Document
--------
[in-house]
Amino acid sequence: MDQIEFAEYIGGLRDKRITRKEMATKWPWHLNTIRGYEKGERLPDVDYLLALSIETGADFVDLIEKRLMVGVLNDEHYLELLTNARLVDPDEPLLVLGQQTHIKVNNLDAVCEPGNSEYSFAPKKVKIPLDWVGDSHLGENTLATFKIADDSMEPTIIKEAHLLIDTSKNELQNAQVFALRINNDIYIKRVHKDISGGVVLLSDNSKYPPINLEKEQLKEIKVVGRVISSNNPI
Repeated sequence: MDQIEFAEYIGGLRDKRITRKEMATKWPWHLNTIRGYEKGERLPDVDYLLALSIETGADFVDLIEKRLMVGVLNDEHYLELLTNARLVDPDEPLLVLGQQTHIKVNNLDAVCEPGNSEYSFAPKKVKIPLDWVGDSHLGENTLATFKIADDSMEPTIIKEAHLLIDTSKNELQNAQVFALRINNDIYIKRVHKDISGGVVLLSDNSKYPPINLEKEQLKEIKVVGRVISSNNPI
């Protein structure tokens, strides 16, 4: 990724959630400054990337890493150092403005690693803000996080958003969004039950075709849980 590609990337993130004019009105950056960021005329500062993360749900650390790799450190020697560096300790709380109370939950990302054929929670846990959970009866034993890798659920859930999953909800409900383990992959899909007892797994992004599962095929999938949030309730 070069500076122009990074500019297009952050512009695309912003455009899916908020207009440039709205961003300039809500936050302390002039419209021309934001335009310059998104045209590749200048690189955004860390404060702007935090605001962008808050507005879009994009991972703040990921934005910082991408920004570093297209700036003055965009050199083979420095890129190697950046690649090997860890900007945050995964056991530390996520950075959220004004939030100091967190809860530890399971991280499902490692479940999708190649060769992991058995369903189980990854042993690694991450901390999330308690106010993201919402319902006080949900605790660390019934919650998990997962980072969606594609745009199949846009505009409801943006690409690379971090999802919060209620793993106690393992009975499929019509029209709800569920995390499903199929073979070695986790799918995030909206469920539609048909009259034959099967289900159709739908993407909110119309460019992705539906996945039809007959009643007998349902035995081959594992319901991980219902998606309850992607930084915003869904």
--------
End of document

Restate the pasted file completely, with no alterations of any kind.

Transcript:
[in-house]
Amino acid sequence: MDQIEFAEYIGGLRDKRITRKEMATKWPWHLNTIRGYEKGERLPDVDYLLALSIETGADFVDLIEKRLMVGVLNDEHYLELLTNARLVDPDEPLLVLGQQTHIKVNNLDAVCEPGNSEYSFAPKKVKIPLDWVGDSHLGENTLATFKIADDSMEPTIIKEAHLLIDTSKNELQNAQVFALRINNDIYIKRVHKDISGGVVLLSDNSKYPPINLEKEQLKEIKVVGRVISSNNPI
Repeated sequence: MDQIEFAEYIGGLRDKRITRKEMATKWPWHLNTIRGYEKGERLPDVDYLLALSIETGADFVDLIEKRLMVGVLNDEHYLELLTNARLVDPDEPLLVLGQQTHIKVNNLDAVCEPGNSEYSFAPKKVKIPLDWVGDSHLGENTLATFKIADDSMEPTIIKEAHLLIDTSKNELQNAQVFALRINNDIYIKRVHKDISGGVVLLSDNSKYPPINLEKEQLKEIKVVGRVISSNNPI
């Protein structure tokens, strides 16, 4: 990724959630400054990337890493150092403005690693803000996080958003969004039950075709849980 590609990337993130004019009105950056960021005329500062993360749900650390790799450190020697560096300790709380109370939950990302054929929670846990959970009866034993890798659920859930999953909800409900383990992959899909007892797994992004599962095929999938949030309730 070069500076122009990074500019297009952050512009695309912003455009899916908020207009440039709205961003300039809500936050302390002039419209021309934001335009310059998104045209590749200048690189955004860390404060702007935090605001962008808050507005879009994009991972703040990921934005910082991408920004570093297209700036003055965009050199083979420095890129190697950046690649090997860890900007945050995964056991530390996520950075959220004004939030100091967190809860530890399971991280499902490692479940999708190649060769992991058995369903189980990854042993690694991450901390999330308690106010993201919402319902006080949900605790660390019934919650998990997962980072969606594609745009199949846009505009409801943006690409690379971090999802919060209620793993106690393992009975499929019509029209709800569920995390499903199929073979070695986790799918995030909206469920539609048909009259034959099967289900159709739908993407909110119309460019992705539906996945039809007959009643007998349902035995081959594992319901991980219902998606309850992607930084915003869904």